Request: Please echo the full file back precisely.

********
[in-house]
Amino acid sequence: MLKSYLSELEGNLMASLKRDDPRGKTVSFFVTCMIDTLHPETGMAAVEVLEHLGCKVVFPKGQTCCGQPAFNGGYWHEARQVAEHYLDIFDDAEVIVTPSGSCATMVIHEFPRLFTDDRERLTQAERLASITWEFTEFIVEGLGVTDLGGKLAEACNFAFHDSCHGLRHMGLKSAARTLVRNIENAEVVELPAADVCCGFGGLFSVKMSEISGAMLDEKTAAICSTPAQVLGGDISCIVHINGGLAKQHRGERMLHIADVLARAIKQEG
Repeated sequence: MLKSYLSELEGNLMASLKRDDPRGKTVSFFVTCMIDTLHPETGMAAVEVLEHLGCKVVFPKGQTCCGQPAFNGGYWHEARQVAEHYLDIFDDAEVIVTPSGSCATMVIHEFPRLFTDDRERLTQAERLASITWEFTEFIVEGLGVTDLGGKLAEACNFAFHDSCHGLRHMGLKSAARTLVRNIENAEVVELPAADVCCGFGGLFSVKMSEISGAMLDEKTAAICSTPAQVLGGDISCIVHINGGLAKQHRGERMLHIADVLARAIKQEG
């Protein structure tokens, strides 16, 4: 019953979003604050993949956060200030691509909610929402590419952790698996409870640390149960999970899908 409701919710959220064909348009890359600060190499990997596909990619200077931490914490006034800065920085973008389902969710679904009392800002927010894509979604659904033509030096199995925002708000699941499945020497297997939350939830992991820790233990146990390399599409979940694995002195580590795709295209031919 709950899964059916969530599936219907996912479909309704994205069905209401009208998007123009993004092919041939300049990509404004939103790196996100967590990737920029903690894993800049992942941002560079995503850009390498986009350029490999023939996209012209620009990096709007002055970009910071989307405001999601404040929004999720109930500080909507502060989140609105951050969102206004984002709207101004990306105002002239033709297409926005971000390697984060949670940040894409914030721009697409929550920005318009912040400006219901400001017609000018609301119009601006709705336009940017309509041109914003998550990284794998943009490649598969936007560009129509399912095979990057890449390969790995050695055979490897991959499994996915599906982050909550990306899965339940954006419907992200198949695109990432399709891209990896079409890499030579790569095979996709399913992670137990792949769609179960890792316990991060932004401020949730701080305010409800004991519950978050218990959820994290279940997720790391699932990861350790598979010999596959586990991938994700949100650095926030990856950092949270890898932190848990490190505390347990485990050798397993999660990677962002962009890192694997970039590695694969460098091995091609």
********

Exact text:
[in-house]
Amino acid sequence: MLKSYLSELEGNLMASLKRDDPRGKTVSFFVTCMIDTLHPETGMAAVEVLEHLGCKVVFPKGQTCCGQPAFNGGYWHEARQVAEHYLDIFDDAEVIVTPSGSCATMVIHEFPRLFTDDRERLTQAERLASITWEFTEFIVEGLGVTDLGGKLAEACNFAFHDSCHGLRHMGLKSAARTLVRNIENAEVVELPAADVCCGFGGLFSVKMSEISGAMLDEKTAAICSTPAQVLGGDISCIVHINGGLAKQHRGERMLHIADVLARAIKQEG
Repeated sequence: MLKSYLSELEGNLMASLKRDDPRGKTVSFFVTCMIDTLHPETGMAAVEVLEHLGCKVVFPKGQTCCGQPAFNGGYWHEARQVAEHYLDIFDDAEVIVTPSGSCATMVIHEFPRLFTDDRERLTQAERLASITWEFTEFIVEGLGVTDLGGKLAEACNFAFHDSCHGLRHMGLKSAARTLVRNIENAEVVELPAADVCCGFGGLFSVKMSEISGAMLDEKTAAICSTPAQVLGGDISCIVHINGGLAKQHRGERMLHIADVLARAIKQEG
């Protein structure tokens, strides 16, 4: 019953979003604050993949956060200030691509909610929402590419952790698996409870640390149960999970899908 409701919710959220064909348009890359600060190499990997596909990619200077931490914490006034800065920085973008389902969710679904009392800002927010894509979604659904033509030096199995925002708000699941499945020497297997939350939830992991820790233990146990390399599409979940694995002195580590795709295209031919 709950899964059916969530599936219907996912479909309704994205069905209401009208998007123009993004092919041939300049990509404004939103790196996100967590990737920029903690894993800049992942941002560079995503850009390498986009350029490999023939996209012209620009990096709007002055970009910071989307405001999601404040929004999720109930500080909507502060989140609105951050969102206004984002709207101004990306105002002239033709297409926005971000390697984060949670940040894409914030721009697409929550920005318009912040400006219901400001017609000018609301119009601006709705336009940017309509041109914003998550990284794998943009490649598969936007560009129509399912095979990057890449390969790995050695055979490897991959499994996915599906982050909550990306899965339940954006419907992200198949695109990432399709891209990896079409890499030579790569095979996709399913992670137990792949769609179960890792316990991060932004401020949730701080305010409800004991519950978050218990959820994290279940997720790391699932990861350790598979010999596959586990991938994700949100650095926030990856950092949270890898932190848990490190505390347990485990050798397993999660990677962002962009890192694997970039590695694969460098091995091609």